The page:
The Navy Got Its Hands On Its First Operational F-4 Phantom Sixty Years Ago Today
The service introduction of the mighty Phantom wasn’t without its problems.
The extraordinary career of the McDonnell Douglas F-4 Phantom II began exactly 60 years ago when a first example was handed over to the U.S. Navy to begin training aviators on the “Bent Wing Wonder.” That delivery launched a monumental run for the classic Cold War-era fighter, in the hands of three U.S. services and a multitude of foreign operators. The curtain only finally came down on the Phantom’s U.S. military service in 2016, an event that The War Zone marked here.
It was Fighter Squadron 121 (VF-121), the “Pacemakers,” that had the honor of inducting the first Phantoms to see military service anywhere in the world. Back on December 30, 1960, VF-121 took charge of its first F4H, as the Phantom was then known, the fighter being delivered from the McDonnell Aircraft Corporation, in St. Louis, Missouri, to the squadron’s home at Naval Air Station Miramar, California. It was not until September 1962 that the Phantom received its more familiar F-4 designation under the tri-service system of nomenclature.
These very first Phantoms for VF-121 were the F4H-1F model, known as the F-4A from 1962 on, only 45 of which were manufactured. That’s a relative drop in the ocean compared to the 5,195 examples of the F-4 eventually built, not just in the United States but also in Japan, where the type has only just been withdrawn from frontline use. Meanwhile, in Greece, Iran, Turkey, and South Korea, the Phantom still soldiers on.
As the first recipient of the big new all-weather fighter, the role of VF-121 “Pacemakers” was tasked to train up pilots and radar intercept officers (RIOs) for the Phantom, as the West Coast Fleet Replacement Air Group (RAG), or schoolhouse for the type. Since the Phantom added a RIO the training effort was increased proportionately — a second crewmember had not featured in a U.S. Navy fighter cockpit since the subsonic F3D Skyknight around a decade earlier. The job of the RIO was to operate the sophisticated Phantom’s Westinghouse radar, part of a space-age avionics suite that also boasted a Raytheon missile fire-control system, advanced navigation kit, and an analog air-data computer.
An idea of the caliber of the newly minted Phantom aviators coming out of VF-121 is provided by Commander Charles “Pete” Conrad and Lieutenant Richard F. “Dick” Gordon, both of whom went from training with the “Pacemakers” to taking part in the Apollo 12 moon mission.
Over on the East Coast, the equivalent RAG was VF-101, the “Grim Reapers,” at Naval Air Station Oceana, Virginia, a detachment of which had actually separated and moved to Miramar to become VF-121 in advance.
Aside from the two crewmembers, the Phantom was already a huge advance over the F3H Demon and F11F Tiger that the “Pacemakers” had operated until now. It was significantly bigger and more powerful — with twin engines, rather than a single one. Despite lacking the planned J79-GE-8 turbojets, even the interim GE-2 series engines in the F4H-1F each provided over 16,000 pounds of thrust with afterburning, capable of propelling it to speeds in excess of Mach 2.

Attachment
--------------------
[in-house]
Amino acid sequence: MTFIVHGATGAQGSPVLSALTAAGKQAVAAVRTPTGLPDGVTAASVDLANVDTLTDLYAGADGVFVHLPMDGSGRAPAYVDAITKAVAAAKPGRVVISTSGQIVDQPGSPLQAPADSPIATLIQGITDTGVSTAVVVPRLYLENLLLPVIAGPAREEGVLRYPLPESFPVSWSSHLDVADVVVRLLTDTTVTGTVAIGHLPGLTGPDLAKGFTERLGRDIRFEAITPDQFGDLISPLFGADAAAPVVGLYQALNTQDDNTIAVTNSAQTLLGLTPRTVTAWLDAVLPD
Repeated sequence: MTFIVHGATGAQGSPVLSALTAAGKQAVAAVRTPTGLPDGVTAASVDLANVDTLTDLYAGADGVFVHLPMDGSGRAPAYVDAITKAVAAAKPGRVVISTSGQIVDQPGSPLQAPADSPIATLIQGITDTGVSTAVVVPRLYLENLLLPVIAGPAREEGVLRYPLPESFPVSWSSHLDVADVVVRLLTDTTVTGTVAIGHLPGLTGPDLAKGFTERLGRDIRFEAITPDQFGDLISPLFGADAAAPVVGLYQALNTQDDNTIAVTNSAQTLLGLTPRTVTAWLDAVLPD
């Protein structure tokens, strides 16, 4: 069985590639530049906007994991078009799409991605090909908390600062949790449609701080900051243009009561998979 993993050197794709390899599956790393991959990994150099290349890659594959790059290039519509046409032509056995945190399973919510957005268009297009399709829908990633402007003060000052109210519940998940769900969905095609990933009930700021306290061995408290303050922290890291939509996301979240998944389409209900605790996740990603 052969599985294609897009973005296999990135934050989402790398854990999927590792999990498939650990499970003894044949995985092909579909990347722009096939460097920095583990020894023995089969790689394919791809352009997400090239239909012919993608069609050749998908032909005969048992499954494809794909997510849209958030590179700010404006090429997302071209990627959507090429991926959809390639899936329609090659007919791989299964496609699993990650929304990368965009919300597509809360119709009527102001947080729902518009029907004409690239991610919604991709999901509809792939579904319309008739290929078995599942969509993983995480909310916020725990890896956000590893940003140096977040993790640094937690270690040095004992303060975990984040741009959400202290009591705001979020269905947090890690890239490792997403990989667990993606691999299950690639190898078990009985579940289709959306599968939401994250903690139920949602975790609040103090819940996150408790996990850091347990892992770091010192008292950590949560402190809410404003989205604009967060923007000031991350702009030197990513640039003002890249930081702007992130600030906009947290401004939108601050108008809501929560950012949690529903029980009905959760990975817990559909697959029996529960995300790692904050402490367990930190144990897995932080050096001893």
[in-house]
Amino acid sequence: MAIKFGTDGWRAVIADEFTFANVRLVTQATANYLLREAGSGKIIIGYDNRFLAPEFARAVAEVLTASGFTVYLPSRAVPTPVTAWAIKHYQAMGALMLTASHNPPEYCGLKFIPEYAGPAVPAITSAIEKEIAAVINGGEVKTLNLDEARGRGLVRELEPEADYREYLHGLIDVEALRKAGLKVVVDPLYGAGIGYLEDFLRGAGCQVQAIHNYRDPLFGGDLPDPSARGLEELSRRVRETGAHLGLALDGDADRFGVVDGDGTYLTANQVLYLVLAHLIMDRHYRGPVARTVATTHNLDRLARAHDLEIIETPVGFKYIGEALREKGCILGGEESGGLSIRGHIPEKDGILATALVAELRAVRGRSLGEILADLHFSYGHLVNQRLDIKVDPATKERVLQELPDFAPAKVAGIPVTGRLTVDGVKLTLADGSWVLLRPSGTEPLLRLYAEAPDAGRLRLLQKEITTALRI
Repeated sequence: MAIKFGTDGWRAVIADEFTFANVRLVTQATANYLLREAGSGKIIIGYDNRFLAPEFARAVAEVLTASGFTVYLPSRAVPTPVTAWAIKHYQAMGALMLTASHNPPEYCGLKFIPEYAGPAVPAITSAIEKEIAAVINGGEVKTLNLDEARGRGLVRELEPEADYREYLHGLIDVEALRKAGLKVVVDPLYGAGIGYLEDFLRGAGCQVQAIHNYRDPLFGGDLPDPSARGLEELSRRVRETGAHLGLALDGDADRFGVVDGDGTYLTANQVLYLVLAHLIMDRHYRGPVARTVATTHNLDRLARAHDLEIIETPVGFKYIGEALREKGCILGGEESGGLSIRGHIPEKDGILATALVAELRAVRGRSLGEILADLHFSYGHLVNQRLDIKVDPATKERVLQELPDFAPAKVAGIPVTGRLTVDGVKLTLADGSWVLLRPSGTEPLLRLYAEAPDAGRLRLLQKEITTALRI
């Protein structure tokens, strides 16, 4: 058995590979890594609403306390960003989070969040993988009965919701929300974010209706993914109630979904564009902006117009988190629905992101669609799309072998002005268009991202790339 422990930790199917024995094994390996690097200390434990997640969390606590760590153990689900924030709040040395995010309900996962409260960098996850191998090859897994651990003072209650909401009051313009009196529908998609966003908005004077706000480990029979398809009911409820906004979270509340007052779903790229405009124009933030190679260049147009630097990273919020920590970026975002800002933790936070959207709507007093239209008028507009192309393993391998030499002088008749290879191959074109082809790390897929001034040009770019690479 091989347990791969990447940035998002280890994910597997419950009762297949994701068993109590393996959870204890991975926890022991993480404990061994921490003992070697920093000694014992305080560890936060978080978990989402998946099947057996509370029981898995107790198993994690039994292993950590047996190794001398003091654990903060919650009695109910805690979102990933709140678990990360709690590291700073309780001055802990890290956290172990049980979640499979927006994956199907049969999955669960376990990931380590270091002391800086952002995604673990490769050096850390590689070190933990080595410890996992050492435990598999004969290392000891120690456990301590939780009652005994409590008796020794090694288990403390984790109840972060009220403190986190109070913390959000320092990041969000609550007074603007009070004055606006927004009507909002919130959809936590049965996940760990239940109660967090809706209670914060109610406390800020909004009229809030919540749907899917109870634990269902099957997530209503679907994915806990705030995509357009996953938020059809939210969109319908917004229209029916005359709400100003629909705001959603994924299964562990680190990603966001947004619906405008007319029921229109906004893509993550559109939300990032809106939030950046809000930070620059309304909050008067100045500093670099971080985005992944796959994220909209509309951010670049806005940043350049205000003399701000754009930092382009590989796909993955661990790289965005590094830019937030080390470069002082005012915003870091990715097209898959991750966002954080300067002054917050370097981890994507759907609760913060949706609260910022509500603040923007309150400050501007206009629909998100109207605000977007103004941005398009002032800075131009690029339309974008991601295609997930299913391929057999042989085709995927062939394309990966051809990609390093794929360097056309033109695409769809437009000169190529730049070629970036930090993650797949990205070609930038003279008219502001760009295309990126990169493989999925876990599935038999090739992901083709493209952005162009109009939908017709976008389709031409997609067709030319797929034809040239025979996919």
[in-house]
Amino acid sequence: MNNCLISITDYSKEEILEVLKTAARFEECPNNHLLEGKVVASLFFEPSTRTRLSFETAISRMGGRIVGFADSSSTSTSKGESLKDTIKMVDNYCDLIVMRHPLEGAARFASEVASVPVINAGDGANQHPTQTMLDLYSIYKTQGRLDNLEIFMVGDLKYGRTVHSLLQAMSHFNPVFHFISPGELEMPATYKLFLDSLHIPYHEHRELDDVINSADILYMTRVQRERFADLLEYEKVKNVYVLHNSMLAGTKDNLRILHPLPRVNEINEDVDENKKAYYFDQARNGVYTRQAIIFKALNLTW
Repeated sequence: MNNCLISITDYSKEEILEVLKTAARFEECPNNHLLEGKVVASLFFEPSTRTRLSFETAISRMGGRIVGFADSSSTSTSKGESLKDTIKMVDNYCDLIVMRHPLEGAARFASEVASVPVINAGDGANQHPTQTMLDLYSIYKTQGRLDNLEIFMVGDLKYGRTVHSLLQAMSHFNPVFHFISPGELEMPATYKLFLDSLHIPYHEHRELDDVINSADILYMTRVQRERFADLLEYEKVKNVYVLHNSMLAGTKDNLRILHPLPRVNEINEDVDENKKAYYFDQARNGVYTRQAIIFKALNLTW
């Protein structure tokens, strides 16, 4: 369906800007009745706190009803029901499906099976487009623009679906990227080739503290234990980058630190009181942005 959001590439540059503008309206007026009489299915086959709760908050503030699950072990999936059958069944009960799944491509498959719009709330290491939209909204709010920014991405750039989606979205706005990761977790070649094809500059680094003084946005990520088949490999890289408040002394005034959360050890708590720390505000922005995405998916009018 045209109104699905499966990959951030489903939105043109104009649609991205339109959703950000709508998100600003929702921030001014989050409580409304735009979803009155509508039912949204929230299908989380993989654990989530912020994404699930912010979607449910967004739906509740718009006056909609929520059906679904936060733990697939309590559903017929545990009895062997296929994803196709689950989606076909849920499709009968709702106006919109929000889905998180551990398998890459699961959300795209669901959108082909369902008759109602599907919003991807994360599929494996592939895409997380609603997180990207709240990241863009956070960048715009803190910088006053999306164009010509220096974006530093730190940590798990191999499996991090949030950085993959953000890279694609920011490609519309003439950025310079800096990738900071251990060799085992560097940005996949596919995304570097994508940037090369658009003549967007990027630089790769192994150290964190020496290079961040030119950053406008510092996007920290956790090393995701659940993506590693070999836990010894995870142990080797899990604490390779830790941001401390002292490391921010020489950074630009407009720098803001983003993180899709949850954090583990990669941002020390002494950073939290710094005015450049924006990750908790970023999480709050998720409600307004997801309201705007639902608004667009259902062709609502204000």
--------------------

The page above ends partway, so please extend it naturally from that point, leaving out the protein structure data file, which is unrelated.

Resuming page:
In terms of armament, the Phantom was designed without a gun, relying instead on guided missiles, an oversight that would have to be addressed after the jet was thrown into the close-quarters combat of the Vietnam War. The same conflict saw the F-4 emerge as a true multirole platform, perhaps the first of its kind, carrying a greater quantity of more varied weapons than any of its contemporaries.
The early days of Phantom flying were hazardous, however. The first prototype F4H-1 crashed at Edwards Air Force Base, California, in October 1959, during a workup sortie for an attempt on the world speed record, claiming the life of test pilot Gerald “Zeke” Huelsbeck.
Then, in May 1961, Commander J. L. Felsman was killed while conducting a high-speed low-level run in an early-production F4H-1. This crash, and another at Patuxent River, Maryland, both carried the hallmarks of pilot-induced oscillation, or PIO, when excessive pilot inputs on the flight controls led to the aircraft vibrating, effectively shaking itself apart.
Among the first at VF-121 to get their hands on the Navy’s new Phantom was Commander Wilbur Norton, who reflected on the jet’s teething troubles:
The Phantom itself was remarkably stable. Indeed, the stability of the design was a remarkable improvement over what we were flying then. But those who were ham-fisted would overcontrol the Phantom, or overcorrect if something went awry. The aircraft would then oscillate like mad. The best way to get out of this high-vibration problem is to remove your hands from the controls and just watch. At high altitude, you can recover easily. At low altitude, PIO is instant death.
Ultimately, the PIO reflected not any inherent failing in the basic design of the Phantom but had more to do with pilots learning to adapt to the intricacies of this extraordinarily high-powered machine. The training syllabus at the RAGs was adapted accordingly, emphasizing a light touch on the controls, even when throwing the jet around in simulated combat.
The early experience with the Phantom goes to show that even the creation of a thoroughbred is not without its difficulties, with airframes and lives lost in high-profile accidents. By February 1962, however, the F4H-1 was ready to go to sea for the first time in an operational capacity, when VF-102 went aboard the USS Enterprise (CVAN-65). The most advanced aircraft carrier in the world — then on its shakedown cruise — made a suitable perch for the Phantom, which would soon establish itself as the pre-eminent naval fighter before going on to forge an equally successful career on land.
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